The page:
• Self-Mastery: your own ongoing practice under the direction of an accredited Instructor in group class and Studio environments.

Self-scheduled teaching hours are often the most challenging logistical aspect of work experience. Practicums are an optional add-on and have been developed to lighten this load by helping students to expedite the completion of these teaching hours in an open, mentor-supported environment.

Practicums are led by national Faculty and delivered in teaching clinic format against set topics (units of competency) including:

  • Matwork
  • Postures
  • Reformer
  • Joint Health
  • Ageing and Bone Health
  • Initial Consultations
  • Reformer and Cadillac
  • Wunda Chair and Barrels
  • Pregnancy
  • Spine Conditions

These sessions provide students with a unique opportunity to practice teaching in a mentor and peer-supported, Studio environment. Work through the aspects of repertoire, delivery and foundations that are challenging you; workshop ideas with your peers; enjoy the benefit of immediate, constructive feedback from Faculty. Hone your teaching skills, build your confidence and tick-off teaching hours in the process!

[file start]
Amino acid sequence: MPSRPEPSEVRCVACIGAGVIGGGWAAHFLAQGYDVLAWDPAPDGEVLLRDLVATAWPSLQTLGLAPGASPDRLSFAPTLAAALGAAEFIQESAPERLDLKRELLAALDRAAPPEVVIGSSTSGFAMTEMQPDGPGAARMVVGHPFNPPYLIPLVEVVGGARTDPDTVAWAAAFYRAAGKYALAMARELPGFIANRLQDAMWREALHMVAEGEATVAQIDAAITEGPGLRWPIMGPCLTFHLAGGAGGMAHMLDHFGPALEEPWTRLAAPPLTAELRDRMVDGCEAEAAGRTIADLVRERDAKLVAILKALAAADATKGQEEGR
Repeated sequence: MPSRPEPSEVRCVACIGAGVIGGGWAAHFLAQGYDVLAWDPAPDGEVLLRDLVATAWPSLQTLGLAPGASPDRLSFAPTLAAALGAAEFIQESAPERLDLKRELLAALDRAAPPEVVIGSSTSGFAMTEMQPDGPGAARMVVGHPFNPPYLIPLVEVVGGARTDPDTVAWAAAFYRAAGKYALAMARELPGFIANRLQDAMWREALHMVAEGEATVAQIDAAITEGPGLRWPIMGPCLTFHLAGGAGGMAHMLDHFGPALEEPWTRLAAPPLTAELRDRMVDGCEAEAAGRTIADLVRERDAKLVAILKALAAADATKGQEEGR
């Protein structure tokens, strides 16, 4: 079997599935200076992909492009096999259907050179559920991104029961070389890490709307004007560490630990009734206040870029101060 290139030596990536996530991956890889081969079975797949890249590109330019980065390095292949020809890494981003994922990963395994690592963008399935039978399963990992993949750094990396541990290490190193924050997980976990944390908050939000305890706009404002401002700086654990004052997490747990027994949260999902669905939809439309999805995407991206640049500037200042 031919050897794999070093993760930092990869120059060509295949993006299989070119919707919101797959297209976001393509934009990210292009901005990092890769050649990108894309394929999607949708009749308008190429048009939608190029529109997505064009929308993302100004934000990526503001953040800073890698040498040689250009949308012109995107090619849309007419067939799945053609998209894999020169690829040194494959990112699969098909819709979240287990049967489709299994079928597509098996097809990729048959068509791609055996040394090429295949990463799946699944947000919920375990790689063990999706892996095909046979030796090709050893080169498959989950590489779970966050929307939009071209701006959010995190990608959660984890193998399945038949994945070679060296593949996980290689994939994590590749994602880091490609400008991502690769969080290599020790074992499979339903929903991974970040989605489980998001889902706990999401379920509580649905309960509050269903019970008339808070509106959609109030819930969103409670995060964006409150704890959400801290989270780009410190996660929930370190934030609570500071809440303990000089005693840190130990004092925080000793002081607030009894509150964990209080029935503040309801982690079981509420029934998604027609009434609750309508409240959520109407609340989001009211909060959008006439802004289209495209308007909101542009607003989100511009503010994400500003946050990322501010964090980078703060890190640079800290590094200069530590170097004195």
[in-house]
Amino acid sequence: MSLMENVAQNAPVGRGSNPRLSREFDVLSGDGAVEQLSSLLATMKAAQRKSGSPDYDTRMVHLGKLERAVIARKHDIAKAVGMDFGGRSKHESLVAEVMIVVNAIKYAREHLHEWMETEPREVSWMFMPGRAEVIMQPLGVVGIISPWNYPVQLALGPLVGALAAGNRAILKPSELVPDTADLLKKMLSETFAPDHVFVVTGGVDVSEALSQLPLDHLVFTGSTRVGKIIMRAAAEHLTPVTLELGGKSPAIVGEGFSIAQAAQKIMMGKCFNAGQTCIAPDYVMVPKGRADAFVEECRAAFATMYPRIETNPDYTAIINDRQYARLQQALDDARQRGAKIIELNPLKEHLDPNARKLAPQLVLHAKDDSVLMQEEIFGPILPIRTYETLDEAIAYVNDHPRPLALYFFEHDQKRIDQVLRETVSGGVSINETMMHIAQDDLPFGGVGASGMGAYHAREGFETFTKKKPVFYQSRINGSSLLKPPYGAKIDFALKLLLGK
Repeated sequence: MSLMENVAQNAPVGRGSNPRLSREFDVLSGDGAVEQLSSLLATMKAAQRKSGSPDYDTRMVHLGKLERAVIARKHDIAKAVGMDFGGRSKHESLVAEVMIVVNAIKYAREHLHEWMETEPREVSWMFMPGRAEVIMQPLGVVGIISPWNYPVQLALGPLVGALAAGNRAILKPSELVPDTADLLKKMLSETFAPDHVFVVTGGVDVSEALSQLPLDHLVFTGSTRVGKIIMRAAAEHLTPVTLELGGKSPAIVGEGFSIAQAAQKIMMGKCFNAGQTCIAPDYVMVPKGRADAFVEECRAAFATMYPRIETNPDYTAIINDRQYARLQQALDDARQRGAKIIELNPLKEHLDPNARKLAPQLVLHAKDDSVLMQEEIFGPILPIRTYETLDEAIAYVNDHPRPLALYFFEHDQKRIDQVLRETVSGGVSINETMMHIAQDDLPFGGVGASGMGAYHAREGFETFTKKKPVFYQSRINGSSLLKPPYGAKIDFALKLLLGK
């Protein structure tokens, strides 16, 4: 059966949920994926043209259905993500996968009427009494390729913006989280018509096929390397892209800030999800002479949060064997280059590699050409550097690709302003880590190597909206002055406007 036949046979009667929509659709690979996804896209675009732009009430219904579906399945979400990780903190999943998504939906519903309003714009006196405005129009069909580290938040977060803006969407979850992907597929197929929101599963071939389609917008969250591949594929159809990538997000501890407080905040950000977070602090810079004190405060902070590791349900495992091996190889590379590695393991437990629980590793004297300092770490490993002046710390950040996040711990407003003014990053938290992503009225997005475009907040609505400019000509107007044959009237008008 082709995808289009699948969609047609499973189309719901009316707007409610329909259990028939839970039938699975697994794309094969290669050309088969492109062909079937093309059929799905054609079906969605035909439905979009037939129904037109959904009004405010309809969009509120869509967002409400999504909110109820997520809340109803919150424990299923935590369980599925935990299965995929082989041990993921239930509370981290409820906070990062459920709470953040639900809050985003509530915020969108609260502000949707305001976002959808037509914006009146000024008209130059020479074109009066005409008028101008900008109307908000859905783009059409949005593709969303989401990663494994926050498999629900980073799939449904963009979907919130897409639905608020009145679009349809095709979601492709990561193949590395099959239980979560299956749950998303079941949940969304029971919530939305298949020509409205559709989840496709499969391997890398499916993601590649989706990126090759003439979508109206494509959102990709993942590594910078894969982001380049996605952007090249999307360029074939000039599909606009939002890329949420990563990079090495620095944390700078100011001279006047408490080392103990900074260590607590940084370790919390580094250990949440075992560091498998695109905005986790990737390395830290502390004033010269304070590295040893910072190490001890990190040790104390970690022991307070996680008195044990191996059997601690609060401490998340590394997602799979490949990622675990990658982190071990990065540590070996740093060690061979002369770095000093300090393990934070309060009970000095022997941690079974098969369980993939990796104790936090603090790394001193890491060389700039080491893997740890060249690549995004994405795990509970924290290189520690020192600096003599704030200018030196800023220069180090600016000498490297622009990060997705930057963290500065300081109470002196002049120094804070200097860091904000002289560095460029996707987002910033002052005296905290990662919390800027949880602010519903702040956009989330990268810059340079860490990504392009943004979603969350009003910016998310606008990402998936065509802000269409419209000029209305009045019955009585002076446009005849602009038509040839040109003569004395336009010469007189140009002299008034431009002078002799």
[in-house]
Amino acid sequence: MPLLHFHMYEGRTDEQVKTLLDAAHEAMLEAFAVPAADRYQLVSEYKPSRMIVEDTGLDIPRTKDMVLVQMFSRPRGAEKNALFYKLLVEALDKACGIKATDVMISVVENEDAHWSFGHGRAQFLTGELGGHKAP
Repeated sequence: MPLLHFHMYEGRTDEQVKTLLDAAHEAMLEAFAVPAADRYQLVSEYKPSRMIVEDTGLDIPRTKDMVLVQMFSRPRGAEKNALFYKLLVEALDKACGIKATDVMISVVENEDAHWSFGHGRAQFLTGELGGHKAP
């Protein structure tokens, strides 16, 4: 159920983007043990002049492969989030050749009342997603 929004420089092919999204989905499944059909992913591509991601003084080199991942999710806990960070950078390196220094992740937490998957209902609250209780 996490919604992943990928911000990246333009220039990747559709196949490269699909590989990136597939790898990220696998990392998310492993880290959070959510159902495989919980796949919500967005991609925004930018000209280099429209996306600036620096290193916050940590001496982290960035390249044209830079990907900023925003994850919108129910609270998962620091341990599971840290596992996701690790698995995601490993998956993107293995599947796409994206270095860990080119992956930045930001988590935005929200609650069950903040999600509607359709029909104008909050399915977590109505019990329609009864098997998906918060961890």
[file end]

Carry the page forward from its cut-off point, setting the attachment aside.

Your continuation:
Practicums run for five (5) hours in total. For each hour students accrue four hours of approved teaching experience.

1 hour = 4 hours of teaching experience.

It is possible to complete all required teaching hours by attending all offered Practicums (subject to availability: please refer to course dates for your State or Territory).

These sessions are not included in the total cost of your course, and can be added to your schedule at your convenience for only $75 per session. Practicums can be booked online at the point of enrolment, or later.

Life is busy. We understand. Intelligent and flexible course design means we can go that extra mile to create a course schedule that works for you.